Saturday, December 5, 2009

On crashing at the banquet

Just a quick thought about something I read on by my friend Bob Pockrass...

Now, I didn't watch the banquet from Las Vegas but apparently during the NASCAR Images video highlight package they included footage of on-track crashes for the first time in nine years.

Here is what NASCAR spokesman Ramsey Poston had to say about it:

“We want to tell the story of bumping and banging,” Poston said. “There are moments in races throughout the season where crashes and wrecks are a key part of the story line. … There’s a balance you’ve got to take to make sure you’re not glorifying dangerous situations.”

Here is my take: the reason why NASCAR has fallen off the radar with most people is because it doesn't glorify the danger. All we hear about is the safety features of the new car, the new SAFER barriers, the new and improved safer catch fencing, and on and on. All of those things are all very good and the sport is better for having them. But for the general public, they want to see racecar drivers defying logic, sanity, and yes even death by driving on the absolute outer edge of control at breakneck speeds through dangerous situations to win races.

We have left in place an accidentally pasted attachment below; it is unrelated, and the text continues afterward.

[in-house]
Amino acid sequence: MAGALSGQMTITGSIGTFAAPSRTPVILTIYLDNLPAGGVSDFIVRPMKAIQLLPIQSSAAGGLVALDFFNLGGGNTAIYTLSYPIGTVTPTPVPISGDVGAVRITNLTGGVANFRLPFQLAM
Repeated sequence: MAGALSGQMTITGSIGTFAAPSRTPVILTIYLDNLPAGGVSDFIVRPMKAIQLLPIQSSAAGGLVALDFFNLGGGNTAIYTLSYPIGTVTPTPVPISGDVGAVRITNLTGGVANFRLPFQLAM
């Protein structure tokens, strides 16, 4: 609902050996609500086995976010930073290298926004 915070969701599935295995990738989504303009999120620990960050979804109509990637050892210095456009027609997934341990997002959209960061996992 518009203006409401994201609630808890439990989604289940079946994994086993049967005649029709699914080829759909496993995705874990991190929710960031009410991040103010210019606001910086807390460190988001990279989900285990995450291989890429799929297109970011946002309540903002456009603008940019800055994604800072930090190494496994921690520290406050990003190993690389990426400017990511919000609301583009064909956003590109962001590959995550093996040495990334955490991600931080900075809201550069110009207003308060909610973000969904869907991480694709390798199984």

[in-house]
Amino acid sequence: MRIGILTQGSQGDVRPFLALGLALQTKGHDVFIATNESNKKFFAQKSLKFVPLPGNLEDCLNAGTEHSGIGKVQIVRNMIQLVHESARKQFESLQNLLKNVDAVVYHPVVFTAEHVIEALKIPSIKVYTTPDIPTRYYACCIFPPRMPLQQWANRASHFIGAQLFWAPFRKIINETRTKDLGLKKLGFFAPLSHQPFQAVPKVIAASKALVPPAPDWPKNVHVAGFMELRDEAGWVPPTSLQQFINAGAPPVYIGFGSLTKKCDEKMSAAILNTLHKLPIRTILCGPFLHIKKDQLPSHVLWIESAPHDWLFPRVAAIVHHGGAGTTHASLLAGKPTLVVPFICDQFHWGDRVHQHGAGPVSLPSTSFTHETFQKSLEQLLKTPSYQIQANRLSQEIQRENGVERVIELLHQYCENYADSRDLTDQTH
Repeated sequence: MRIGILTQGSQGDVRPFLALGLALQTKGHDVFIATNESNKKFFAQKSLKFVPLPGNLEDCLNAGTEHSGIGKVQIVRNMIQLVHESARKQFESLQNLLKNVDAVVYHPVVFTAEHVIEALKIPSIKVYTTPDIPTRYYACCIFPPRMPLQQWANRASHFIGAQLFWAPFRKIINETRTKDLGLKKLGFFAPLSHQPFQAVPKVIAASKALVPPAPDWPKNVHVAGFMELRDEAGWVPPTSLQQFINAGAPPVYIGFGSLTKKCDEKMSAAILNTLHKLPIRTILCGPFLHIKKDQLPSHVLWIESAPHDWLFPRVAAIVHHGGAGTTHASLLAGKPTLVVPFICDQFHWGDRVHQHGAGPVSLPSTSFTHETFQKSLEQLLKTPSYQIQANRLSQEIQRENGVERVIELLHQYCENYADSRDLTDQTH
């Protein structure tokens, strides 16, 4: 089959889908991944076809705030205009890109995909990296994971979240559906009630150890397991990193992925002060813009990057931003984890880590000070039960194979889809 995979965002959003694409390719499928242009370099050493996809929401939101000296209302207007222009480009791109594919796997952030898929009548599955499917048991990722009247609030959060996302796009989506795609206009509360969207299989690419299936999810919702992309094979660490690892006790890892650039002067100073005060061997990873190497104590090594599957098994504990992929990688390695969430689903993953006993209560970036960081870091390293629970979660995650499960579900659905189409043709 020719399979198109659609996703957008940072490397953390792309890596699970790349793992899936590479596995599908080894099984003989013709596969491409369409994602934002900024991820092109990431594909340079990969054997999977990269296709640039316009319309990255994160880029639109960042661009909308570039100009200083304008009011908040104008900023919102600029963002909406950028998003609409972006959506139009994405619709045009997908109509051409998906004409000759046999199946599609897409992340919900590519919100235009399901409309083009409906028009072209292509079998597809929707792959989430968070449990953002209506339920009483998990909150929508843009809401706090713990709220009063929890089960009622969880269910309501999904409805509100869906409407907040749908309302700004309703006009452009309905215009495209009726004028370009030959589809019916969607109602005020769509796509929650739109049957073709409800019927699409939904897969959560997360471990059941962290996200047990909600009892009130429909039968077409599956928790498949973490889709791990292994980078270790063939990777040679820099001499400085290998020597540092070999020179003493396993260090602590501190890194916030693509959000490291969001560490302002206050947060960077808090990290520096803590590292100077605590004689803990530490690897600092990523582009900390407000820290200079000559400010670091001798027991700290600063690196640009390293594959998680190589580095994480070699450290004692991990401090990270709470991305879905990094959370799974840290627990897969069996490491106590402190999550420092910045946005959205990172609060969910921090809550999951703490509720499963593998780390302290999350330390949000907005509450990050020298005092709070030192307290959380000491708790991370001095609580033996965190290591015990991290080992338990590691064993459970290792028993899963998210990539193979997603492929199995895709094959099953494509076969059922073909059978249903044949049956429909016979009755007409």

NASCAR needs to let the world know that in the X-Games world, its drivers are the most extreme athletes out there. Yes, danger is around every corner but it doesn't matter to men like Jimmie Johnson or Jeff Gordon.

Crashing is a part of the game. Some of them are accidents. Some are on purpose. All serve a purpose. Do real race fans watch *just* for the crashes? We all know the answer is no. But there is no need to disguise the fact that they happen and they add excitement to the sport.

1 comment:

  1. the best part of the banquet was Brooks & Dunn, Rick Hendrick choked up when he was awarded the highest award in Nascar, and the best speech was by Mark Martin.